The punk cackles in a singsong voice, “Just you and me and my blade makes three.”
      I roll my eyes.
      “Come on, cut the tough-guy act. You’ve been watching too many movies.”
      He coughs up a lunger and spits it at me. It lands with a splat between us, but I’m not laughing.
      “I’m going to ask you nicely, put away the knife and go home.”
      He doesn’t reply. We circle each other. He feints with the knife. I use my hands. The punk springs forward; I dodge to my left; the blade punctures the side of my shirt.
      We circle once more. His eyes stare into mine. Sweat drips off his chin. He lunges at me. This time I’m ready. I step to my left and grab his forearm with both hands. I crank it against my hip. Then I give him a right hook to his nose. The cartilage snaps. He yelps and lets go of the knife. It clatters to the ground. I step on the blade with my heel.
      Before he knows what I’m doing, I reach down and grab hold of it. I yank up on handle so the blade snaps off beneath my boot. In a single move, I drop the broken handle and rotate up with my right into his belly. I follow with a left across his already broken nose.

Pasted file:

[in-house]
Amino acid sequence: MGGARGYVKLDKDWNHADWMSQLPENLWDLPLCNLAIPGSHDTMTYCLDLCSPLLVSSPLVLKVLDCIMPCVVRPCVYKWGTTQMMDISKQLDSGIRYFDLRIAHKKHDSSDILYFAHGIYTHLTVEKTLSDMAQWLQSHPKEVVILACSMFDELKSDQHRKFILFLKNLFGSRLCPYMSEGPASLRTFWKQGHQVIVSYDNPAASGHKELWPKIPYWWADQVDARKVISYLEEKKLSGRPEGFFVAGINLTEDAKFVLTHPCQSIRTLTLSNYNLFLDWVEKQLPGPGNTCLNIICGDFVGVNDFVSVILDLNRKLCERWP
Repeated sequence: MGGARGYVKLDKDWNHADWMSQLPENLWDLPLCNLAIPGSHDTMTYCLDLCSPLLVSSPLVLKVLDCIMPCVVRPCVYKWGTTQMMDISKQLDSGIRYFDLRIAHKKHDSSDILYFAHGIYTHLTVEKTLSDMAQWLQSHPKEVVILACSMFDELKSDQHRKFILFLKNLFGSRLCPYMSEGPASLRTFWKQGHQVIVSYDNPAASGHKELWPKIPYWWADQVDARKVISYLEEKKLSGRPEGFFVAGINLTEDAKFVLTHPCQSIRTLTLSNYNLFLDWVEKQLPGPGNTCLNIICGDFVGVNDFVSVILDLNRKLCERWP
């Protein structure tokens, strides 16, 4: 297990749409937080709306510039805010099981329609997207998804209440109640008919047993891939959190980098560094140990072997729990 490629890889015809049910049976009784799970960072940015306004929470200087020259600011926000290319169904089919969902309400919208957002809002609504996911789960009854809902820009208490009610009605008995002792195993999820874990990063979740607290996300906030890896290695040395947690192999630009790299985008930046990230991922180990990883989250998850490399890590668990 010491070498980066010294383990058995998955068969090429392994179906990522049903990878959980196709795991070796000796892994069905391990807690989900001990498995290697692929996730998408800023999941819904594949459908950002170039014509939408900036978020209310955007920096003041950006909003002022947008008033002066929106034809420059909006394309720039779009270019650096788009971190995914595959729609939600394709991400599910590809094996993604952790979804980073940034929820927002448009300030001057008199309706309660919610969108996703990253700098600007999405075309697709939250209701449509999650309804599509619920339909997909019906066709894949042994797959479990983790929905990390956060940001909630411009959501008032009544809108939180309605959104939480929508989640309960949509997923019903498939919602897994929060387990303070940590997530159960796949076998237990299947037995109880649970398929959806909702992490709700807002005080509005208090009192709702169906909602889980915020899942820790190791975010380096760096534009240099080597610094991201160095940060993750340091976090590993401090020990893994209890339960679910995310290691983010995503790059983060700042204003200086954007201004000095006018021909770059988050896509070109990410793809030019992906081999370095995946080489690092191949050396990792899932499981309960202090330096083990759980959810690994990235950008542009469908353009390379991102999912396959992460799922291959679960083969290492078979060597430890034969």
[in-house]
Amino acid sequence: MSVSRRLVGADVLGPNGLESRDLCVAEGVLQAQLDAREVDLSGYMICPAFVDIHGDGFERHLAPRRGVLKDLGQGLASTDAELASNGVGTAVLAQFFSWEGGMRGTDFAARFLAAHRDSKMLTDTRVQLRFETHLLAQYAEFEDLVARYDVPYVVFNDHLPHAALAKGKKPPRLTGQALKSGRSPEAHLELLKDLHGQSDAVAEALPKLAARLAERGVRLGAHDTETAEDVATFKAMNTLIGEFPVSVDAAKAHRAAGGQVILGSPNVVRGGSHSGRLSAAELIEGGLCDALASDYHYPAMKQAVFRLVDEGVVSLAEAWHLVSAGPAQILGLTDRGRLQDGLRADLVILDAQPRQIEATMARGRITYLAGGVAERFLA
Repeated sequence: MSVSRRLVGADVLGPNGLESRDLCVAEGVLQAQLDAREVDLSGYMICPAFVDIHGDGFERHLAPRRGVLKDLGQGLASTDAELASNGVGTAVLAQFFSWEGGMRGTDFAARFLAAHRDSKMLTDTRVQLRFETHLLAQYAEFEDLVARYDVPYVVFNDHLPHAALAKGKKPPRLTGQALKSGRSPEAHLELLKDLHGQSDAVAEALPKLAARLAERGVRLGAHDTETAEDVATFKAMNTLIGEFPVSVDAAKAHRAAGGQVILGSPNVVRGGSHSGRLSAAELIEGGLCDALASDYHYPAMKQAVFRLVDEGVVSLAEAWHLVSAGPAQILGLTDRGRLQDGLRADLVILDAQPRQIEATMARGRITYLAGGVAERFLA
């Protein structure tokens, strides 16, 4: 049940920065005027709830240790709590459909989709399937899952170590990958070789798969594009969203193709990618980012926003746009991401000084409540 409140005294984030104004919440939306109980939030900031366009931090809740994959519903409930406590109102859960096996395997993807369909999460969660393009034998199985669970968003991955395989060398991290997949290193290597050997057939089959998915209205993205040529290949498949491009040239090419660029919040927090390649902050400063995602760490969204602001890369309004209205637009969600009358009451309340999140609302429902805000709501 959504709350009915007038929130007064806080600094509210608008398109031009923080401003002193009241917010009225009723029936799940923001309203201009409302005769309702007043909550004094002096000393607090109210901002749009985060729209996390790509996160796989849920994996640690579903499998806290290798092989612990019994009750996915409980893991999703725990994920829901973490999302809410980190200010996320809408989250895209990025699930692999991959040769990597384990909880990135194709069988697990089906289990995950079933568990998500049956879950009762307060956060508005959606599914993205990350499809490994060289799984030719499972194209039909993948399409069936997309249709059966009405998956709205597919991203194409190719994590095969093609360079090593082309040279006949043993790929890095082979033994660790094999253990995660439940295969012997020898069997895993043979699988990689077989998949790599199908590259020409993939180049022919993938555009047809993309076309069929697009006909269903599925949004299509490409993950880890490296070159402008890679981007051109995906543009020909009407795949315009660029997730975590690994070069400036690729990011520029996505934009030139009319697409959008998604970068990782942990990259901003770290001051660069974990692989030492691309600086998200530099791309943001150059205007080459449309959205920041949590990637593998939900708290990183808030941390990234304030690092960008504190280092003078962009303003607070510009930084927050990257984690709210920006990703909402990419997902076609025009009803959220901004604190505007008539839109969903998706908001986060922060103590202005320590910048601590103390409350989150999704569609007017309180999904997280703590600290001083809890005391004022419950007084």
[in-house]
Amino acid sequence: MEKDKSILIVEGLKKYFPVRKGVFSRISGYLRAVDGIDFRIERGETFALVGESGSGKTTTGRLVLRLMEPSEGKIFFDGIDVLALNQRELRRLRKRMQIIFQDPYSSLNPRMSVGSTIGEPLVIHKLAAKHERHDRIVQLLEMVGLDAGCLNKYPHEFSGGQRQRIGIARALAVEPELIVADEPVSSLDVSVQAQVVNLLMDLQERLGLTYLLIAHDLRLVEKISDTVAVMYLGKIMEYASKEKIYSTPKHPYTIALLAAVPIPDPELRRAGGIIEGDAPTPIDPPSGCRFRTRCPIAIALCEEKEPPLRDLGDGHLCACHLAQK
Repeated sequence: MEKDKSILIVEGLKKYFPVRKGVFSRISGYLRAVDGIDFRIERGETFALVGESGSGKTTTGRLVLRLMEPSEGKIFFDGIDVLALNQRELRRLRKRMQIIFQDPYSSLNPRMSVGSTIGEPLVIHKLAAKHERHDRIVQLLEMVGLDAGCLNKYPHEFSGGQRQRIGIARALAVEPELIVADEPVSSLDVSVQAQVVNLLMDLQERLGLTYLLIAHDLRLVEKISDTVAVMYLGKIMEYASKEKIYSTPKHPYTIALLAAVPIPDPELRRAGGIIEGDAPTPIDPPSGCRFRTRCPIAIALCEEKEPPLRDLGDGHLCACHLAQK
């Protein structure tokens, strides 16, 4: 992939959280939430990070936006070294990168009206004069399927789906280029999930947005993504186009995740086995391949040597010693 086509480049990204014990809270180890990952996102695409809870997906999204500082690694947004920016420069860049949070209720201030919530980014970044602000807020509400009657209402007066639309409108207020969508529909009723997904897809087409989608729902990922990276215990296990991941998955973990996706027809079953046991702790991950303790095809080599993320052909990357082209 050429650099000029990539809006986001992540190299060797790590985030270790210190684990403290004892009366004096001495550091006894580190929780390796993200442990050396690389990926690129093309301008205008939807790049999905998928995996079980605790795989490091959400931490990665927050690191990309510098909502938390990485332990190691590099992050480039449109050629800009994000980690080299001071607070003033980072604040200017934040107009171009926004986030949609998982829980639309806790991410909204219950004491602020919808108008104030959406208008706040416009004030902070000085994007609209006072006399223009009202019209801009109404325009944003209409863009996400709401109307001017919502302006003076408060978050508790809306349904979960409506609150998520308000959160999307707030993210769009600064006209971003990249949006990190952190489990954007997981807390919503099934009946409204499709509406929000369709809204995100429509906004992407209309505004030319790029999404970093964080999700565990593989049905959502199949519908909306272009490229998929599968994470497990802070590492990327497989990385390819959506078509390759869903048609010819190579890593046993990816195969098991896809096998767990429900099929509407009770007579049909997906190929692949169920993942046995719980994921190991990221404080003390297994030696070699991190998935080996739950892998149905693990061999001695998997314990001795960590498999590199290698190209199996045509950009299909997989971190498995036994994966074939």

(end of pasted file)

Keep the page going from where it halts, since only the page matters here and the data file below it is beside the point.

I hear a gasp. A couple going to their car does a double take. They rush back inside the bar. I grab the punk by his shirt collar and toss him onto the hood of my car. I lean into his pimply face.
      “You still want your finder’s fee!” I shout.
      The kid groans. I wipe my car him with like a dirty rag. I push him down to the gravel. He curls up in a ball, expecting to feel my boot in his kidneys.
      My hands are streaked with the punk’s blood. My shirt is also marked. I’m too revolted to take it further. I wipe my forehead with the back of my hand. I light up a smoke and flick the match at the punk on the ground.
      I get in my car and speed off, kicking up a load of gravel. My body shakes, my heart beats fast, and my lungs can’t get enough air. I toss the cigarette out the window. A shower of sparks explodes into the night.